The relationship between fourth- and sixth-grade students' reading ability and their beliefs about reading

Date of Completion

January 2002


Education, Elementary|Education, Reading|Education, Curriculum and Instruction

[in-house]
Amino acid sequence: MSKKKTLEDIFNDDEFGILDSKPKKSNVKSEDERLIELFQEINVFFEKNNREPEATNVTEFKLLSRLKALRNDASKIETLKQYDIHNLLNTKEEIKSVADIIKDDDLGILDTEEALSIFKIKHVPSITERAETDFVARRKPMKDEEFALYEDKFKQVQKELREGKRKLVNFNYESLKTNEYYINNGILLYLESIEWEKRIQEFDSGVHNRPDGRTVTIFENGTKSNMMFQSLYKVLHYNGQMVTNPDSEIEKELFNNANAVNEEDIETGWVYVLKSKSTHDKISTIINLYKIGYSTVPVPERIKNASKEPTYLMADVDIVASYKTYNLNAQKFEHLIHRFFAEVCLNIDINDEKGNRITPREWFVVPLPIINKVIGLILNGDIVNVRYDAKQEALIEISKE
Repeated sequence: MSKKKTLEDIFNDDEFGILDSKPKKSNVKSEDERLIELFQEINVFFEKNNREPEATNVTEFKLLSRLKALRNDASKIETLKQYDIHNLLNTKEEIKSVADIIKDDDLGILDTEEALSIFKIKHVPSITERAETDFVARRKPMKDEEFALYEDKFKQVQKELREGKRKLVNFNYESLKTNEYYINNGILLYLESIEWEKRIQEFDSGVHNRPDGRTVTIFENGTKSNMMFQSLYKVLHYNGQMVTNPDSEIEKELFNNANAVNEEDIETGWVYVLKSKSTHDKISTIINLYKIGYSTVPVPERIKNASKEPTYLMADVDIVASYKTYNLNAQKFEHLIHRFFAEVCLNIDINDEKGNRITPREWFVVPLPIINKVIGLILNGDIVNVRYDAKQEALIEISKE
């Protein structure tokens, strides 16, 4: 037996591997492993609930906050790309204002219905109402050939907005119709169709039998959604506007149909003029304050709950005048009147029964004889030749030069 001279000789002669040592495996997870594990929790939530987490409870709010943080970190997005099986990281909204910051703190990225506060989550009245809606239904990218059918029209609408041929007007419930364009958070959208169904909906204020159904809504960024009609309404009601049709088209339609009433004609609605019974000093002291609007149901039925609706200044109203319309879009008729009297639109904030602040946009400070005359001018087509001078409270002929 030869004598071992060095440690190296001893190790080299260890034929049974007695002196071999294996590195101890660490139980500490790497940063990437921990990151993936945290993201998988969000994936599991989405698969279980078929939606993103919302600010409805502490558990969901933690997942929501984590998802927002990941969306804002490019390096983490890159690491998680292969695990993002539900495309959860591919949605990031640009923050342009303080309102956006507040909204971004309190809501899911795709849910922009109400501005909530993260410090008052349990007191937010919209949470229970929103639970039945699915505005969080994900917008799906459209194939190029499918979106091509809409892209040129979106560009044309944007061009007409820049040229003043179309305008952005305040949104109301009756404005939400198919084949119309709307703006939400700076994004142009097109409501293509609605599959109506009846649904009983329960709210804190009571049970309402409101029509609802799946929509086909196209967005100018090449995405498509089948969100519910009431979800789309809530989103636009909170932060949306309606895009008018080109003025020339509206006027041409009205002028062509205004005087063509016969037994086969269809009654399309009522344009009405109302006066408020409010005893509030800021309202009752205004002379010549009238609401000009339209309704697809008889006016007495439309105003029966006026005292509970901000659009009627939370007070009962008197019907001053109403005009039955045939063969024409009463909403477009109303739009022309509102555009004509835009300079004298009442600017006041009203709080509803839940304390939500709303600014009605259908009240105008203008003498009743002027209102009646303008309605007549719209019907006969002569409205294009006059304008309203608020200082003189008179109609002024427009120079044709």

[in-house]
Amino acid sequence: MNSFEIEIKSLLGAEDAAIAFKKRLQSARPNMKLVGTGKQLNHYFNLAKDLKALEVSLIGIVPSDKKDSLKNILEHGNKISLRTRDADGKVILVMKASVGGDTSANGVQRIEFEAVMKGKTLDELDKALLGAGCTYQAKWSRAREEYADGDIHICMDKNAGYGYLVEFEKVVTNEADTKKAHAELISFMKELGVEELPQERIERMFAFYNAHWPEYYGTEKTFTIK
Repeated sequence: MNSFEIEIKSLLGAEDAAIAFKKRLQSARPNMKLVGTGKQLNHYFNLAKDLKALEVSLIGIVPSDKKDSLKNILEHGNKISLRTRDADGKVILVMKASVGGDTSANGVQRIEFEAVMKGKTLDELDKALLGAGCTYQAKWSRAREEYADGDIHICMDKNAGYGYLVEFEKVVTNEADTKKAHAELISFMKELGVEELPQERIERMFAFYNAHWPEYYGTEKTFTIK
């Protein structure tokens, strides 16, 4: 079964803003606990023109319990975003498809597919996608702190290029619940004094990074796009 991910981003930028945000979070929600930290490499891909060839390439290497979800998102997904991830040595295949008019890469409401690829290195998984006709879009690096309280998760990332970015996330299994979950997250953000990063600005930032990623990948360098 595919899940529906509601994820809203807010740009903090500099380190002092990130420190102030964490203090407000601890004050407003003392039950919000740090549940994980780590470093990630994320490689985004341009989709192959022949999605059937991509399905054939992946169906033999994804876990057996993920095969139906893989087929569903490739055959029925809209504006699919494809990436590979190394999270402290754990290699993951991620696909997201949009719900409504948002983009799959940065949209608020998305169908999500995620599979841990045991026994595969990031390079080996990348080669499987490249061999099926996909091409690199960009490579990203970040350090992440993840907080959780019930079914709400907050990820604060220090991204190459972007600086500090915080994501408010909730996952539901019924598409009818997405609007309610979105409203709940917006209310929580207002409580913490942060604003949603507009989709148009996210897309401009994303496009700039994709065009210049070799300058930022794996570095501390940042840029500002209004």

The purpose of this study was to examine students' beliefs about the nature of reading and how these beliefs might be related to grade level, reading achievement, and reading comprehension. In particular, the study focused on students' beliefs that were consistent with more passive and more active views of reading. The participants, 203 fourth and sixth graders of different reading achievement levels, read two short passages, answered five text recall questions (text recall) for each passage, and wrote two short essays (reader elaborations) about their thoughts and feelings regarding the two passages. The participants also completed a Reading Beliefs Inventory, which included 16 statements about possible beliefs readers have about reading. Two 2 (grade level) x 3 (reading achievement) ANOVAs indicated a significant effect of reading achievement on students' more passive beliefs. Follow-up comparisons showed that low reading achievement students had stronger passive beliefs than high reading achievement students. The ANOVAs did not indicate a significant effect of grade level or reading achievement on students' more active beliefs. Further, a 3 (more passive beliefs) x 3 (more active beliefs) ANCOVA, with reading achievement as the covariate, failed to establish a relationship between students' beliefs and text recall. No relationship between beliefs and reader elaboration was established, either. Implications of the study are discussed with respect to literacy instruction and theoretical perspectives of reading comprehension. ^